Crónicas Nikkei 8 — Héroes Nikkei: Pioneros, Modelos a Seguir e Inspiraciones

Los envíos para Héroes Nikkei cerraron el 30 de septiembre. ¡Muchas gracias a todos los que enviaron las historias!

Lea las historias de Héroes Nikkei y ayude a seleccionar la favorita de la comunidad Nima-kai >>

* Hemos recibido informes de dificultades técnicas al crear las cuentas para la votación. Hemos decidido extender la fecha límite de votación hasta el 15 de noviembre. Por favor contáctese con si tiene algún inconveniente al crear su cuenta.

La palabra “héroe” puede significar diferentes cosas para diferentes personas. Para Crónicas Nikkei 8: Héroes Nikkei: Pioneros, Modelos a Seguir e Inspiraciones, buscamos explorar la idea de lo que es un héroe nikkei y de lo que esto significa para diversas personas. ¿Quién es tu héroe? ¿Cuál es su historia y de qué manera ha influido en tu identidad nikkei o tu conexión con tu herencia nikkei?

Te invitamos a enviar tus historias, ensayos y otras obras en prosa. Los personajes deberán ser nikkei o tener alguna conexión significativa con la comunidad nikkei. Se puede presentar más de un artículo por autor. Se aceptarán los artículos a partir del 1 de mayo hasta el 30 de septiembre de 2019, a las 6 p. m. (hora del Pacífico). Se publicarán todas las historias enviadas que cumplan con los lineamientos y criterios del proyecto como parte de la serie Héroes Nikkei, en la sección Artículos de Descubra a los Nikkei, de manera continua.

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Mira también estas series de Crónicas Nikkei:

#1: ¡ITADAKIMASU! Sabores de la cultura nikkei 
#2: Nikkei+ ~ Historias de Lenguaje, Tradiciones, Generaciones y Raza Mixtos ~ 
#3: Nombres Nikkei: ¿Taro, John, Juan, João?
#4: La Familia Nikkei: Memorias, Tradiciones, y Valoress
#5: Nikkei-go: El idioma de la familia, la comunidad y la cultura
#6: ¡Itadakimasu 2! Otros sabores de la cultura nikkei
#7: Raíces Nikkei: Indagando en Nuestra Herencia Cultural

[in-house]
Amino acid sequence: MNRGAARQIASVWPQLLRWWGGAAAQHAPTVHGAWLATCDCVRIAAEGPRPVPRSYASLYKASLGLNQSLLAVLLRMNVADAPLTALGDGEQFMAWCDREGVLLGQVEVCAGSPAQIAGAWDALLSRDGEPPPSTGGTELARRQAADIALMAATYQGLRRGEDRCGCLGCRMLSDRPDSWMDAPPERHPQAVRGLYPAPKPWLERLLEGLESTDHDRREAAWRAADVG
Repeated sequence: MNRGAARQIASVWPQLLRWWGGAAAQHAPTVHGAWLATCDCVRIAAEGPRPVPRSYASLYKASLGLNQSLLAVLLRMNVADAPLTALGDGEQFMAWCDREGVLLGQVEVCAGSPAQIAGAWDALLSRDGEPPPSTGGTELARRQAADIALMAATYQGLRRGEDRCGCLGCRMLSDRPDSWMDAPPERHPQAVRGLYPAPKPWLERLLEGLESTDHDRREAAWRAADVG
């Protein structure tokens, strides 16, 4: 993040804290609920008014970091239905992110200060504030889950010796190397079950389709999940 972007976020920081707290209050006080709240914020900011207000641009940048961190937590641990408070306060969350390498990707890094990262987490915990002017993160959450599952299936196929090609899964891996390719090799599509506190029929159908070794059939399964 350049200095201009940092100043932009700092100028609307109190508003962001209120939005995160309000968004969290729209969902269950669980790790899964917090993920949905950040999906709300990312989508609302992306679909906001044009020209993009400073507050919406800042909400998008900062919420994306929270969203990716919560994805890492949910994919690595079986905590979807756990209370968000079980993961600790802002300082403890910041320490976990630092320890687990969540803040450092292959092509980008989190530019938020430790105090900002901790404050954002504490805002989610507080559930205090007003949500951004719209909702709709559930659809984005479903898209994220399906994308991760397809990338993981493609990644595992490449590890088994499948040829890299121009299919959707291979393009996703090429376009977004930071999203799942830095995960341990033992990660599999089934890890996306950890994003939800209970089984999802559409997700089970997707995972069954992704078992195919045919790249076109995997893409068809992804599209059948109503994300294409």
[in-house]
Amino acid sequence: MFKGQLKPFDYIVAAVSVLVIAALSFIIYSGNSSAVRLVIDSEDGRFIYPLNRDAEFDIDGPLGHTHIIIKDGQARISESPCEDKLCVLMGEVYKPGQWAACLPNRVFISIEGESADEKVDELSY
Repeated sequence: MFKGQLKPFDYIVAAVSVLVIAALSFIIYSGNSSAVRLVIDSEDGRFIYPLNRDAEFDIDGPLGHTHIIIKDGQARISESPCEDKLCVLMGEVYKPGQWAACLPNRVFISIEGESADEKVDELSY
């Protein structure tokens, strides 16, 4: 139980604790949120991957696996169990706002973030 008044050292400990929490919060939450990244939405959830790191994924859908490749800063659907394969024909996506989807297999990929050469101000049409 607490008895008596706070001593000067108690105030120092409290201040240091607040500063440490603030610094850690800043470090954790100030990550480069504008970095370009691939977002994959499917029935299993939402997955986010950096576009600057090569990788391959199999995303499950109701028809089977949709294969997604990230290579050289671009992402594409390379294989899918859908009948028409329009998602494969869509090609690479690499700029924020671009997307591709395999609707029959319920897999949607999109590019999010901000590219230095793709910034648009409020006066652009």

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Medal of Honor Heroes: Daniel Inouye and Joe Sakato

Heart Mountain, Wyoming, 1943. My uncle Kenney Miyake visited us. Uncle Kenney is my mother’s brother. They were born in Portland, Oregon. He wore the uniform of the 442nd Infantry Battalion.

He reached into his travel bag and showed me his Army 45, a monster gun in my little hands. On his uniform was a medal, a Purple Heart because he was wounded in Italy. I wanted to wear a uniform just like my Uncle Kenney. I wanted to be a soldier, but I was only three years old.

After Heart Mountain, during my childhood, boys liked to ...

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Bill Hosokawa: Out of the Frying Pan

He sat in his special chair, a blanket covered his knees, the sun warming him. Around him lay the ruins of five newspapers. His morning task was complete now, he had checked on the world. He wanted to see how newspapers covered the same stories. At the end of a remarkable career, he was still the ultimate journalist.

Bill Hosokawa was in the ninth decade of life, his 70th as a journalist. Shortly, he would move to Seattle to live with his daughter. Life began in Seattle 92 years ago, and, like the storied salmon, he would return and ...

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Second Hand War Stories

In the 17 years I was able to spend with my grandfather, Herbert Seijin Ginoza, he rarely told me about himself. Most stories I heard were told second hand, by my father or great-aunts and uncles. But the stories I heard, I remembered. He would have been reluctant to be called a hero, but to me, that’s what these stories made him. When he died, I worried that his stories would die too. That’s why, one afternoon in the middle of a power outage, I sat down to interview my father, Otis Ginoza, and to record his version ...

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The ‘Mightiest Duck’ of Them All, Paul Kariya

ANAHEIM, Calif. — In 1992, Walt Disney Pictures released the first in a trilogy of sports comedy/drama films called, The Mighty Ducks. A year later, Disney founded the NHL franchise team The Mighty Ducks of Anaheim.

With its inception at the 1993 NHL Entry Draft, the team selected their first ever pick, a young talented Japanese Canadian from North Vancouver, B.C., Paul Kariya. He was fourth overall in the draft and playing for the University of Maine. This would queue the opening scene to a dramatic hall of fame career. Following a World Championship gold medal and Olympic Games ...

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My Hero: Setsutaro Hasegawa

By the time I was born in the early 1960s, the long shadow of World War Two was starting to fade. The 1950s and ’60s saw wave after wave of immigrants arrive in Australia but almost no Asians or Japanese. The white Australia policy still prevailed and if the colour of my skin was anything to go by it succeeded, however I still had my Japanese name.

My father was born Raymond Taro Hasegawa, son of Leo Takeshi Hasegawa and grandson of Setsutaro Hasegawa (ST Hasegawa), a Japanese immigrant to Australia who had arrived in 1897 prior to federation and ...

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